Computational neuroscience and bio-inspired circuits and algorithms (CNS)

Themes: Electronic Systems and VLSI Design

Low-power neuro-inspired or neuromorphic circuits and algorithms; low-power circuits and systems for neural interfacing.
In co-operation with Rotterdam Erasmus University Medical Center and Maastricht University, we conduct highly interdisciplinary research involving the fields of mixed-signal VLSI design, computational neuroscience, reconfigurable systems-on-chip, statistical low-power design, and non-linear dynamics.

Low-power neuro-inspired or neuromorphic circuits and algorithms

With the trend of increasing data being collected from myriads of sensors in the age of Internet of Things, it is increasingly more important to find methods to deal with the data as early as possible. Therefore, our prime interest is to extract information or patterns from the data which lead to insights and potential actions based on those insights. We take inspiration from one of the best known low-power pattern recognizers in the world--our brain!

Research topics are:

  • Multi-chip neuron network for cognitive systems - realization of digital VLSI for massive scale biophysically accurate neuron simulation.
  • Neuromorphic or neuro-inspired network - stochastics, structural plasticity and concurrent processing; development of control methodology for high data throughput.
  • Neuromorphic learning machines- development of effective computation algorithms for spiking neural networks based on: extreme learning machine, support vector machine, liquid state machine or echo state networks.

Low-power circuits and systems for neural interfacing

Acquiring signals from the brain is extremely important for understanding brain function and providing potential cure for brain diseases and abnormal function (e.g. epilepsy, tremor). We focus on neural signal recording from implants in the brain. These systems need to record uV level signals from hundreds of electrodes in parallel while dissipating minimal power (to avoid tissue damage).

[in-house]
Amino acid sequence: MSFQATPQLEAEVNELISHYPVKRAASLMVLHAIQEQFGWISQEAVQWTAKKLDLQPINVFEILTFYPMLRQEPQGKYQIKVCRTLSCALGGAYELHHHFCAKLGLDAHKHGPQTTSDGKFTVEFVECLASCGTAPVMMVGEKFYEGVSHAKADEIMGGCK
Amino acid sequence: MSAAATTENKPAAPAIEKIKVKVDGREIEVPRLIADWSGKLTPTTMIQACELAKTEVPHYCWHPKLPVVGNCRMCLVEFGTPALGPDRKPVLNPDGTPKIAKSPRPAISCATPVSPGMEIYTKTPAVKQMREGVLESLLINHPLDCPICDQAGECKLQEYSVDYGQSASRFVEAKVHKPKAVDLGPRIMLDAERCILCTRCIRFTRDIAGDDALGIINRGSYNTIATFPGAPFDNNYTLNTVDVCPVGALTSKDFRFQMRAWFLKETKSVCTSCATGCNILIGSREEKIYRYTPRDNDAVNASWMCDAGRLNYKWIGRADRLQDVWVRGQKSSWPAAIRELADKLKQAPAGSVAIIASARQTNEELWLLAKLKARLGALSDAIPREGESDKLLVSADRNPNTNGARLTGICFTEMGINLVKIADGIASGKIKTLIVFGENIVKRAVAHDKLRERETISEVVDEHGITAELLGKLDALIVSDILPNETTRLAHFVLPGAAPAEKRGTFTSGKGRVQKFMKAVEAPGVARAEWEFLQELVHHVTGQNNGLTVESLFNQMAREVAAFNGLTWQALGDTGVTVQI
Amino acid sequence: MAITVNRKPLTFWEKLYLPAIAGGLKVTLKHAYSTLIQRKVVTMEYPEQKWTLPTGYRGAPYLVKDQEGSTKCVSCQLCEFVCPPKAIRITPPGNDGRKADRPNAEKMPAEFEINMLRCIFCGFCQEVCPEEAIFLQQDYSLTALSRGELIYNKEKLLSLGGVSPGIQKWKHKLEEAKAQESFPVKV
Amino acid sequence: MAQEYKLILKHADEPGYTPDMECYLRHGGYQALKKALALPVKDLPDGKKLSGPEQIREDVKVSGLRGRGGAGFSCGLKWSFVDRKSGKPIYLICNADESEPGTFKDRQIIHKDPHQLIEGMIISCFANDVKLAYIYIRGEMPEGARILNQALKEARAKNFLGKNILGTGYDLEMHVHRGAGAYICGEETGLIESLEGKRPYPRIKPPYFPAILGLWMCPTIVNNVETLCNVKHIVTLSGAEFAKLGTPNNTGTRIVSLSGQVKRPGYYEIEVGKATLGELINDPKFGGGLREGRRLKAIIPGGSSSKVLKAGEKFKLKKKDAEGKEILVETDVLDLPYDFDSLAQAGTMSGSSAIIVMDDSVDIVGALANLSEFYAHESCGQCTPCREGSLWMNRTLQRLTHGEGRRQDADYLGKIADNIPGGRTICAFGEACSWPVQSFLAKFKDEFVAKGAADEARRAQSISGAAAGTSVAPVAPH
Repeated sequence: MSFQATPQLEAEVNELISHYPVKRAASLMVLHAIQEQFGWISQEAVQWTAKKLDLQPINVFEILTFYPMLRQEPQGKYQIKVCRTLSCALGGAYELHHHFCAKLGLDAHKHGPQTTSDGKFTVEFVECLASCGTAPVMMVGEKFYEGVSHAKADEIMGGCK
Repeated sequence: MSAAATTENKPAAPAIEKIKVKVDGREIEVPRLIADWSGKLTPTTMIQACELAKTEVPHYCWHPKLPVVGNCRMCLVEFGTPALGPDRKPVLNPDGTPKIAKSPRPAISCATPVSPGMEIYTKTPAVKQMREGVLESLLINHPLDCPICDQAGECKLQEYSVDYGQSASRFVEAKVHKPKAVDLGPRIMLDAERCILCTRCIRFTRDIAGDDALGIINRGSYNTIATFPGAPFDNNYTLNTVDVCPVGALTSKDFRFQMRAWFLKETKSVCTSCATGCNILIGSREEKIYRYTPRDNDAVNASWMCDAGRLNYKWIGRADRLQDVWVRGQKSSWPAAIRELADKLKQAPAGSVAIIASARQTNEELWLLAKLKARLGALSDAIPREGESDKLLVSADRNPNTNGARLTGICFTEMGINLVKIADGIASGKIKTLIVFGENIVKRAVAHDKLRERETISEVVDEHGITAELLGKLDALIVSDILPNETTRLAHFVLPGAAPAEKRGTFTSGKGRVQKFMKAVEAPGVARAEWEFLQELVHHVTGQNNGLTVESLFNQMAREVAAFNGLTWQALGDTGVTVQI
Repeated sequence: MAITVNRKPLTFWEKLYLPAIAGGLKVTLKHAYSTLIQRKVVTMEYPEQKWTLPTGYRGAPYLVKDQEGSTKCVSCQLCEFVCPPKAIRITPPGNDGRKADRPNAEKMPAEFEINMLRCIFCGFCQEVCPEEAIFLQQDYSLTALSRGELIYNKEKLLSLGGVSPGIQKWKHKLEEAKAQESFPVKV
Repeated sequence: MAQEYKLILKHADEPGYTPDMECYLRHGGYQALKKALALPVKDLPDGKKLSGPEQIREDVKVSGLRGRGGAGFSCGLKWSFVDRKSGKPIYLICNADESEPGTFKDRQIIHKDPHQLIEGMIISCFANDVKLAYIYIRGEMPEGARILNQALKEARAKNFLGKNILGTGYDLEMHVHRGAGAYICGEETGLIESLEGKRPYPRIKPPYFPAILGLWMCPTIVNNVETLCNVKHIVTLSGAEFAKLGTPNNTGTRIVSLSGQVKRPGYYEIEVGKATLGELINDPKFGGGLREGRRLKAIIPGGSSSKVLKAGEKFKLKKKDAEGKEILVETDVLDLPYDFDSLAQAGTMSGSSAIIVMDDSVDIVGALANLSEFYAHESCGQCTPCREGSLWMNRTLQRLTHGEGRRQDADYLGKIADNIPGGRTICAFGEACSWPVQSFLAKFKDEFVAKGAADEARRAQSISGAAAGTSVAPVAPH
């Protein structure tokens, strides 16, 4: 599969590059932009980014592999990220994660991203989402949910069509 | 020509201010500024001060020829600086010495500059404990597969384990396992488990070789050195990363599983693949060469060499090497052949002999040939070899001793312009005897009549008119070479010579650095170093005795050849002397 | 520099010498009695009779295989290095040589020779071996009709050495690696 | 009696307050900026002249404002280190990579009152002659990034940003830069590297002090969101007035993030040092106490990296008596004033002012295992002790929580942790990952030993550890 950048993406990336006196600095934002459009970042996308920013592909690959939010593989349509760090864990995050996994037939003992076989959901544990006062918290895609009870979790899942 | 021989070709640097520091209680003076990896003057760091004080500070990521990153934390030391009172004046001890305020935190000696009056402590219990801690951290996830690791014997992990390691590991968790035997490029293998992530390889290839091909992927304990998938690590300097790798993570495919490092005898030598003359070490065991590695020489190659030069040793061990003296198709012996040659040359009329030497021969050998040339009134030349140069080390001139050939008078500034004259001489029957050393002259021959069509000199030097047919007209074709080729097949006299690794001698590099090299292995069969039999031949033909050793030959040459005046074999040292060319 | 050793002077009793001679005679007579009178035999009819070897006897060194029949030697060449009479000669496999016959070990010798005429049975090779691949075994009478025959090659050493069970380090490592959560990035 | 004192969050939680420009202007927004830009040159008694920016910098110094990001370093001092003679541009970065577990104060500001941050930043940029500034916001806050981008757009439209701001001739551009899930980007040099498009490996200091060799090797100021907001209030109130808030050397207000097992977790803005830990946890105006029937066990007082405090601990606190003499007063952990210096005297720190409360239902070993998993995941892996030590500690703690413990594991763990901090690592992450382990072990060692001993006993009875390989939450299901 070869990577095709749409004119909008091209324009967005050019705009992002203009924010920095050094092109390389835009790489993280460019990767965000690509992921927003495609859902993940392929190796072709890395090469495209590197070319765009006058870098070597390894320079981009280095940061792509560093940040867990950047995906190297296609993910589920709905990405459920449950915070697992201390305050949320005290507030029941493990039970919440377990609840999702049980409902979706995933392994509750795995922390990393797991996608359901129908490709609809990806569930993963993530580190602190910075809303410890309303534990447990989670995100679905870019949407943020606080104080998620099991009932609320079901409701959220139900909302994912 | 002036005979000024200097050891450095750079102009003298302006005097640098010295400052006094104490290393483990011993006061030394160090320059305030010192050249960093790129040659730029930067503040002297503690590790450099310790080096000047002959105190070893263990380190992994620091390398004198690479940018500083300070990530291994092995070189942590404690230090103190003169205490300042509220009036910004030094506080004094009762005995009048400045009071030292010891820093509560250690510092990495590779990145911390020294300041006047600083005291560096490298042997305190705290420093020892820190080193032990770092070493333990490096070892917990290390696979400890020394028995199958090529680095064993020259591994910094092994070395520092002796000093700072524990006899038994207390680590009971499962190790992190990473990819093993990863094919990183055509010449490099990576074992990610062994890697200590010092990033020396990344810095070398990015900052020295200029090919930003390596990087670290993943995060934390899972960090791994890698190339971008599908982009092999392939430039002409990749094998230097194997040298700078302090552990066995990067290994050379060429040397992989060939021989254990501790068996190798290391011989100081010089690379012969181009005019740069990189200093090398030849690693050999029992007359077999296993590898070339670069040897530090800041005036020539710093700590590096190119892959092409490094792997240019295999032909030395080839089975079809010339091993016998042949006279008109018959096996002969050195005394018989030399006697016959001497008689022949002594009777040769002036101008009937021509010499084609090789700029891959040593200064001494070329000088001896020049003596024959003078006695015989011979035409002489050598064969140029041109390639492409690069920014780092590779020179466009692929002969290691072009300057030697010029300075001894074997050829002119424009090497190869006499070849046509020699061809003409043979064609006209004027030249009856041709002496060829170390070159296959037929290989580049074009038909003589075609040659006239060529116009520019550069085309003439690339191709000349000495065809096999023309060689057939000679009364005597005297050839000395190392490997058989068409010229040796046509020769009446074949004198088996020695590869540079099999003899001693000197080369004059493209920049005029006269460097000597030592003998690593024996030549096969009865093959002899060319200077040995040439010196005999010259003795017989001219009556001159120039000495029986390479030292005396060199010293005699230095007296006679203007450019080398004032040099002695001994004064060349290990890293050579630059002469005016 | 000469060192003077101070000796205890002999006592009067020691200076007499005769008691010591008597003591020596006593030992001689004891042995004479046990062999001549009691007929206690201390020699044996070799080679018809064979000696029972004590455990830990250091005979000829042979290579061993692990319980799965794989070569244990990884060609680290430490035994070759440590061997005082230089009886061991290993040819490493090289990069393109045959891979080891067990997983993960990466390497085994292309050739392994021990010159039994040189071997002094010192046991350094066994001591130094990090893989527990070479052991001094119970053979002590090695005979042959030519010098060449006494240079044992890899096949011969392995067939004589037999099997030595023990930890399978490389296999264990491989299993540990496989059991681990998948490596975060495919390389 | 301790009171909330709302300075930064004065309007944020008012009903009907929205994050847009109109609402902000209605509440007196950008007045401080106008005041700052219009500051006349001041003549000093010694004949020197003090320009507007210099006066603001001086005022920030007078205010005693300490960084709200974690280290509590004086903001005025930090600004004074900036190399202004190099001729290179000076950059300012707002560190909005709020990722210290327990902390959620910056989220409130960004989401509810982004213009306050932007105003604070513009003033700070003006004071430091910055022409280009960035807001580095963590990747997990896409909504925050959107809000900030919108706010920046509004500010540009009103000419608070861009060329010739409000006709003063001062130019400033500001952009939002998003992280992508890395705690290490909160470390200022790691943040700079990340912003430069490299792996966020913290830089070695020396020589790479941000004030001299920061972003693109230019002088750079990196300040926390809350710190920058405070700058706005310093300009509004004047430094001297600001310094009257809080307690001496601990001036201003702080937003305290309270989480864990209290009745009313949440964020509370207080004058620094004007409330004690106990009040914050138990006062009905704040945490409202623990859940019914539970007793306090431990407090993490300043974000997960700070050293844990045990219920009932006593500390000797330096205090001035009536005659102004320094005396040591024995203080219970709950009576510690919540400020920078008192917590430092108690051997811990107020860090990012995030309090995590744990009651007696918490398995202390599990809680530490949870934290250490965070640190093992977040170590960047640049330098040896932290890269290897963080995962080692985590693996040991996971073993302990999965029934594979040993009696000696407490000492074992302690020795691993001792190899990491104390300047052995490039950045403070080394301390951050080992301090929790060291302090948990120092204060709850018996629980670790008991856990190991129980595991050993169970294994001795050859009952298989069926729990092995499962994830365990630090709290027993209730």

Research topics are:

  • Brain-machine interfaces - modelling and power-per-area efficient implementation of multi-channel time-multiplexed neural interface.
  • Sensing method for implantable neural recordings in secure wireless networks - sensing/detection, security, compression and reconstruction of signal spikes originated in implantable neural recording devices (such as multi-electrode arrays) used to monitor the neural action potentials of a designated brain area.
  • Conversion of heterogeneous bio-signals - development of conversion based sensing protocol for the joint acquisition of signals in a typical body sensor network composed of different kinds of sensing devices.

Project data

Researchers: René van Leuken, Amir Zjajo, Carlo Galuzzi, Sumeet Kumar, Alexander de Graaf
Starting date: January 2016
Closing date: January 2020
Partners: Maastricht University, Department of Data Science and Knowledge Engineering
Contact: René van Leuken

Publication list